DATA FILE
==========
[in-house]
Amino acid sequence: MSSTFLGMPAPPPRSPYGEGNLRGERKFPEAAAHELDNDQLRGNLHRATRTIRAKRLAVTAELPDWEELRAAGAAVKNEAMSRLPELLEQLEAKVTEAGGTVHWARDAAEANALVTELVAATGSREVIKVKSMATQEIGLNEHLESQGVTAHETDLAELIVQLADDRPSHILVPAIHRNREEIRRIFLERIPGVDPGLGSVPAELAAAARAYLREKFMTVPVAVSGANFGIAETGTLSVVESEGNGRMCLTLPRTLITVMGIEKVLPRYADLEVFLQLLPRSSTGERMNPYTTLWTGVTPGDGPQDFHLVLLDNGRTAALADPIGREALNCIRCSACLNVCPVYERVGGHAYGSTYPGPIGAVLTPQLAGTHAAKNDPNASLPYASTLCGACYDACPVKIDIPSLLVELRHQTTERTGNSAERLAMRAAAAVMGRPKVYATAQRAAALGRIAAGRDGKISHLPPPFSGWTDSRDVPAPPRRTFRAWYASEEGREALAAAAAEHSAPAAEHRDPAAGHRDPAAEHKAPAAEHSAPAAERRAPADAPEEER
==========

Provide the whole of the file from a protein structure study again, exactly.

[in-house]
Amino acid sequence: MSSTFLGMPAPPPRSPYGEGNLRGERKFPEAAAHELDNDQLRGNLHRATRTIRAKRLAVTAELPDWEELRAAGAAVKNEAMSRLPELLEQLEAKVTEAGGTVHWARDAAEANALVTELVAATGSREVIKVKSMATQEIGLNEHLESQGVTAHETDLAELIVQLADDRPSHILVPAIHRNREEIRRIFLERIPGVDPGLGSVPAELAAAARAYLREKFMTVPVAVSGANFGIAETGTLSVVESEGNGRMCLTLPRTLITVMGIEKVLPRYADLEVFLQLLPRSSTGERMNPYTTLWTGVTPGDGPQDFHLVLLDNGRTAALADPIGREALNCIRCSACLNVCPVYERVGGHAYGSTYPGPIGAVLTPQLAGTHAAKNDPNASLPYASTLCGACYDACPVKIDIPSLLVELRHQTTERTGNSAERLAMRAAAAVMGRPKVYATAQRAAALGRIAAGRDGKISHLPPPFSGWTDSRDVPAPPRRTFRAWYASEEGREALAAAAAEHSAPAAEHRDPAAGHRDPAAEHKAPAAEHSAPAAERRAPADAPEEER